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  1. I didn’t go to Bible college. I’m not a pastor. I work a full-time secular job, but I believe (though now having doubts) that God called me to be an evangelist. I’ve preached maybe a total of 20 times in my life. The first time I preached about 2 years ago, I literally memorized the entire 45 minute sermon word-for-word and “executed it to perfection.” Needless to say, that took a very long time to prepare for, and I knew I couldn’t keep doing that. I had never heard of terms like “manuscript preaching,” but recognized that that was what I was doing. It was a relief to me to learn that I wasn’t the only person in the world that did that, and that it was so common that it was actually given a title. But I’ve become very discouraged lately as it seems that the more seasoned preachers scoff at this technique. I’ve heard things like, “He’s reading. He’s literally reading.” Or “anyone can do that.” Truth be told, I take an outline with me to the pulpit, but I don’t use it as much as I need to. However, because it’s there, I find myself looking at it quite often. But the thought of not having that “crutch” is scary to me. After each message, I receive many encouraging words and text messages that it was a blessing and a help, and I’ve often wondered if their comments were genuine or they’re just trying to encourage me. Because at the same time, I hear the subtle and not so subtle critiques of the veteran preachers. So what gives? Either using notes doesn’t matter or people are indeed not being genuine (though they mean well) when offering words of encouragement.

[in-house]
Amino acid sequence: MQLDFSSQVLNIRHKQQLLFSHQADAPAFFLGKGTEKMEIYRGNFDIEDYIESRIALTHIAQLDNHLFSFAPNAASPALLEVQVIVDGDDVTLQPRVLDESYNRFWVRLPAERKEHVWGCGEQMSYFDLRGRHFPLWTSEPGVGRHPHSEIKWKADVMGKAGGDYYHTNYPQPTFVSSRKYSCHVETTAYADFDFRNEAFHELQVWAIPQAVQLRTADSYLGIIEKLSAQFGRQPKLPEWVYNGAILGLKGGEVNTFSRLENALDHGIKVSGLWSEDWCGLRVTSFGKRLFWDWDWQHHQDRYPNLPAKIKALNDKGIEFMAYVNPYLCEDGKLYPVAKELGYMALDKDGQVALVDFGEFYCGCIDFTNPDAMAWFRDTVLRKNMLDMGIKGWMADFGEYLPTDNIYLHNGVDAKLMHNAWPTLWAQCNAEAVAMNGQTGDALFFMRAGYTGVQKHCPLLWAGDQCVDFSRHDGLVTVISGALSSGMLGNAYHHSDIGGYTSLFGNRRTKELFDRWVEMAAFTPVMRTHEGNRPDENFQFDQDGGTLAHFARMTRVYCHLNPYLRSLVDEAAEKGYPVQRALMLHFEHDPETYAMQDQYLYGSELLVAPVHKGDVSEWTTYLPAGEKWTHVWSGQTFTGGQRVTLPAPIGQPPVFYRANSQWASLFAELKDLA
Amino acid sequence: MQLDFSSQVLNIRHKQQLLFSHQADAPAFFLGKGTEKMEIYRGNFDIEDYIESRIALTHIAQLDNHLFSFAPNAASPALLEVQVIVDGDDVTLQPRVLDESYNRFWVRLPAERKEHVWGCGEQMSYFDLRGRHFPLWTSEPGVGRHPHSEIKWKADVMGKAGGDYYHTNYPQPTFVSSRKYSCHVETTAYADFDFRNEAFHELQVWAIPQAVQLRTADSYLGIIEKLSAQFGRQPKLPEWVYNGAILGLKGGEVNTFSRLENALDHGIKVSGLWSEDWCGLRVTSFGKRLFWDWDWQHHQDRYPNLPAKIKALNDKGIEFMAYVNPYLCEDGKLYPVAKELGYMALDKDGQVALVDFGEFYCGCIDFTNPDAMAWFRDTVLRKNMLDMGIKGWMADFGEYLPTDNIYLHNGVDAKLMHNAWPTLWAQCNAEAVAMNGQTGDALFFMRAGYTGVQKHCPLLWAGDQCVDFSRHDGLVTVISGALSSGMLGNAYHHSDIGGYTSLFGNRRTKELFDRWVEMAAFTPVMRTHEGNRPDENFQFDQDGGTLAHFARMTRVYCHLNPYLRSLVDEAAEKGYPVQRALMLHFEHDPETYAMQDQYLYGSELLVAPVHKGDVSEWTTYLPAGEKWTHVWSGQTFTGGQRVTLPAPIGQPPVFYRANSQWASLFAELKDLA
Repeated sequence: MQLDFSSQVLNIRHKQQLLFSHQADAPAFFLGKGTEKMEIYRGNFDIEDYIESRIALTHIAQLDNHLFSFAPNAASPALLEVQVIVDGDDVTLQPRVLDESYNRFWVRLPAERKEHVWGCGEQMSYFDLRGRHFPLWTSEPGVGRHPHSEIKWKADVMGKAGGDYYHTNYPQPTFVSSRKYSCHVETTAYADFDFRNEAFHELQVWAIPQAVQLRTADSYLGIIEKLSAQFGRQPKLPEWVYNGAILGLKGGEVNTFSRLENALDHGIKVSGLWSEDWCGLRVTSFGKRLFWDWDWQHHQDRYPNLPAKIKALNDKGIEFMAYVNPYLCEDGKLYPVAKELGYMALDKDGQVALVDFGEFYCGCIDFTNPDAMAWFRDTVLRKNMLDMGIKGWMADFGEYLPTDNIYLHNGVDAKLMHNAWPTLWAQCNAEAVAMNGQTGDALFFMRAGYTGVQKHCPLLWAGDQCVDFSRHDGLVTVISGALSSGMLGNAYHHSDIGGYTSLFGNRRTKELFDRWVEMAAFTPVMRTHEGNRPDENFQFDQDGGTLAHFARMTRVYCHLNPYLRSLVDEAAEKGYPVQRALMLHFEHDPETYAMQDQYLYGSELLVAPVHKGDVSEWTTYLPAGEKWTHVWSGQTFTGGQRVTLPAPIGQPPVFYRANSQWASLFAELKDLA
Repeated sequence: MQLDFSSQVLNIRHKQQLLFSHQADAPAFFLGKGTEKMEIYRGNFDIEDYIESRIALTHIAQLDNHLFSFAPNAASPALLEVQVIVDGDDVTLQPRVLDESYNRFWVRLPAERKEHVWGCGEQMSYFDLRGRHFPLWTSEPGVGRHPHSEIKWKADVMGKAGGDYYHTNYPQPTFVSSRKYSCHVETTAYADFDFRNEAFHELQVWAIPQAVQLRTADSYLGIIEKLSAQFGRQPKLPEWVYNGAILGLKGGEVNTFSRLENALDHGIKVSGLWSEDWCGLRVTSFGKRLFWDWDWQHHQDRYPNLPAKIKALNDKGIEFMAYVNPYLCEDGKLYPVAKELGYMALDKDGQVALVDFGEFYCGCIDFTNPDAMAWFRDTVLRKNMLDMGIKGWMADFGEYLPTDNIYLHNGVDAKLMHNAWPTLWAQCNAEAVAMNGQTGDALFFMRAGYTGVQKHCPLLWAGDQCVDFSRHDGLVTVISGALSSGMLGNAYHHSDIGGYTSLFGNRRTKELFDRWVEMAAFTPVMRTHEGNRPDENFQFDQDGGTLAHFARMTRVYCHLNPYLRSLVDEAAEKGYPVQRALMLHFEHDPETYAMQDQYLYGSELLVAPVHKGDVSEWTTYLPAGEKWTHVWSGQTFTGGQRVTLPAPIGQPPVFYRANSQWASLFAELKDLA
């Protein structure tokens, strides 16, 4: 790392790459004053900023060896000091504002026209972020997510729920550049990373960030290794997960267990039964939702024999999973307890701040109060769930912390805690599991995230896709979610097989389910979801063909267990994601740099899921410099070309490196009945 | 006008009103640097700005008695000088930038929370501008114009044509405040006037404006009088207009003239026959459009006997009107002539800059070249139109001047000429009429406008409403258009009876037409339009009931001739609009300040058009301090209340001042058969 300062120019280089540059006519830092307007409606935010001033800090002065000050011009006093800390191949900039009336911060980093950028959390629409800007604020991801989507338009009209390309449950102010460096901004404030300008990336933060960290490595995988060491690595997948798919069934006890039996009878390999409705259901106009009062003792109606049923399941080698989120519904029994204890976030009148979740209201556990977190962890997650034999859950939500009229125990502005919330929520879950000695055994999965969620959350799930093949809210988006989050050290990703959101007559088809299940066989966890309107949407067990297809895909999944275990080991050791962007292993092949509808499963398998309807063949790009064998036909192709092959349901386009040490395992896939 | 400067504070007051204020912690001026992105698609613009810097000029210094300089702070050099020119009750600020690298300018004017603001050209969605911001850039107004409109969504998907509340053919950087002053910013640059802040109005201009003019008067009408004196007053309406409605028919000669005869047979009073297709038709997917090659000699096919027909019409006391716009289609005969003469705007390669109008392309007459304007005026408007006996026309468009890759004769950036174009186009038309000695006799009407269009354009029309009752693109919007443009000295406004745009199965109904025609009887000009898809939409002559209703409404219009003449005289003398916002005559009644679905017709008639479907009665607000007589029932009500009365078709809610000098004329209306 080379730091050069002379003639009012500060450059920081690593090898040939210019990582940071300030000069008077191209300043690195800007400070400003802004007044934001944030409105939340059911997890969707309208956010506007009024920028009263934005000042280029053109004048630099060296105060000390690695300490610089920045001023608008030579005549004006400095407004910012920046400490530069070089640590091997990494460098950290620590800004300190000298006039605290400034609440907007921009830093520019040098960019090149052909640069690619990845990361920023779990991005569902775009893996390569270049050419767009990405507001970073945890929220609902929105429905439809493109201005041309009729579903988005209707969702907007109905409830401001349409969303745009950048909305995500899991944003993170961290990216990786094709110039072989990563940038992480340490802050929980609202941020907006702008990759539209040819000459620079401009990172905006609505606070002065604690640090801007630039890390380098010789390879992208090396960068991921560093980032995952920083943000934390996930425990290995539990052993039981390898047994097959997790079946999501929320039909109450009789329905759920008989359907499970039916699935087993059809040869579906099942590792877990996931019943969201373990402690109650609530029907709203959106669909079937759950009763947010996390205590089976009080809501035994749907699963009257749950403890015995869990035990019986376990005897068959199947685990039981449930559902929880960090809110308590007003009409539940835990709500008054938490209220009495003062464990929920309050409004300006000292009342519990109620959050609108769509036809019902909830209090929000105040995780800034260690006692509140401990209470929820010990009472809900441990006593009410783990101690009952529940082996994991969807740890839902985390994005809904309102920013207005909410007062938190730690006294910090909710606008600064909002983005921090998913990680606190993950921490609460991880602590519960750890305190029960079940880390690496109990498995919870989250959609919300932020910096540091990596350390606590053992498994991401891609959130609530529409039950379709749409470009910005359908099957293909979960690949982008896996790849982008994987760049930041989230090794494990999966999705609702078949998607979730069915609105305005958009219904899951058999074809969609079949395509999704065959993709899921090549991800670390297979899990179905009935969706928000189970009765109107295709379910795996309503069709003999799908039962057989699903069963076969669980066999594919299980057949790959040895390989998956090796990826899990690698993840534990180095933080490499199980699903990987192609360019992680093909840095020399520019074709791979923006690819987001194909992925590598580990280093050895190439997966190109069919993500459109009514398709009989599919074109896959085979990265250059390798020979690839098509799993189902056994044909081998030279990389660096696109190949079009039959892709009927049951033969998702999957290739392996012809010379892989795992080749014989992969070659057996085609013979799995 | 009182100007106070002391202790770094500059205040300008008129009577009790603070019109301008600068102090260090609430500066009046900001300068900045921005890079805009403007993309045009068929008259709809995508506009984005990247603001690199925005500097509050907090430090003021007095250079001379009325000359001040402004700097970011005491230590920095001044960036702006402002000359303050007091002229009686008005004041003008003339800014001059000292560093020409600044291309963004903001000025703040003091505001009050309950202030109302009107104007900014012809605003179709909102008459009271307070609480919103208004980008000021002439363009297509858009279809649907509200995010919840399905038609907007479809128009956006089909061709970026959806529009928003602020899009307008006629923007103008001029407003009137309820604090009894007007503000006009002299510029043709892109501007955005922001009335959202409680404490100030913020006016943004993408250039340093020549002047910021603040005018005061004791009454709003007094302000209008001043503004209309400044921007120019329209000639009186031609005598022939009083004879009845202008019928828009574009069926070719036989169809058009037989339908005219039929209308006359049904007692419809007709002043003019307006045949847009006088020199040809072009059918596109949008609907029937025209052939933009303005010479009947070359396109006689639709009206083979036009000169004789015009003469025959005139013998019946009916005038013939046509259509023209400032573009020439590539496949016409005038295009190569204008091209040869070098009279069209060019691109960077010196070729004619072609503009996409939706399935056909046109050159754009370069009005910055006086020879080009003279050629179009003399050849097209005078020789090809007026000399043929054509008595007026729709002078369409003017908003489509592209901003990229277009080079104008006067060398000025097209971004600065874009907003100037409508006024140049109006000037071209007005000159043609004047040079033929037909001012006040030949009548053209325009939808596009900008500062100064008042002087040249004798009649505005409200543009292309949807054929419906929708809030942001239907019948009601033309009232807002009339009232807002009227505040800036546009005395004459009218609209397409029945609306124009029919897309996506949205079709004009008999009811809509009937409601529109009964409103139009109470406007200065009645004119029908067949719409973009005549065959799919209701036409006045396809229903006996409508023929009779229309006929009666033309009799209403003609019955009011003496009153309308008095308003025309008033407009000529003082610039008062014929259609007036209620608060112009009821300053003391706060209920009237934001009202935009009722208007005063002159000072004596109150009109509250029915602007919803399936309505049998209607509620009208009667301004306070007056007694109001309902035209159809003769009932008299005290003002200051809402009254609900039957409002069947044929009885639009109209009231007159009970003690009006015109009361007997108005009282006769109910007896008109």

• Hi Ricky, I get the struggle. As I tried to lay out in the article… using notes isn’t bad. But constantly staring at them? I don’t think that’s good. It sounds like you are on a good track with what you describe. I do have a hard time following what you’re saying, at spots in your comment, though. Are you saying that you preach from a manuscript or that you preach from an outline?

      I don’t think it would be healthy to grow suspicious of people’s comments. I do think that you should always take people’s comments with a grain of salt, but no need to be fully suspicious of them. What I sometimes do (to get more valuable feedback) is ask them, “what specifically was most helpful to you?” or “what stuck out to you the most in the message?” That way you can get more constructive feedback on what landed for them.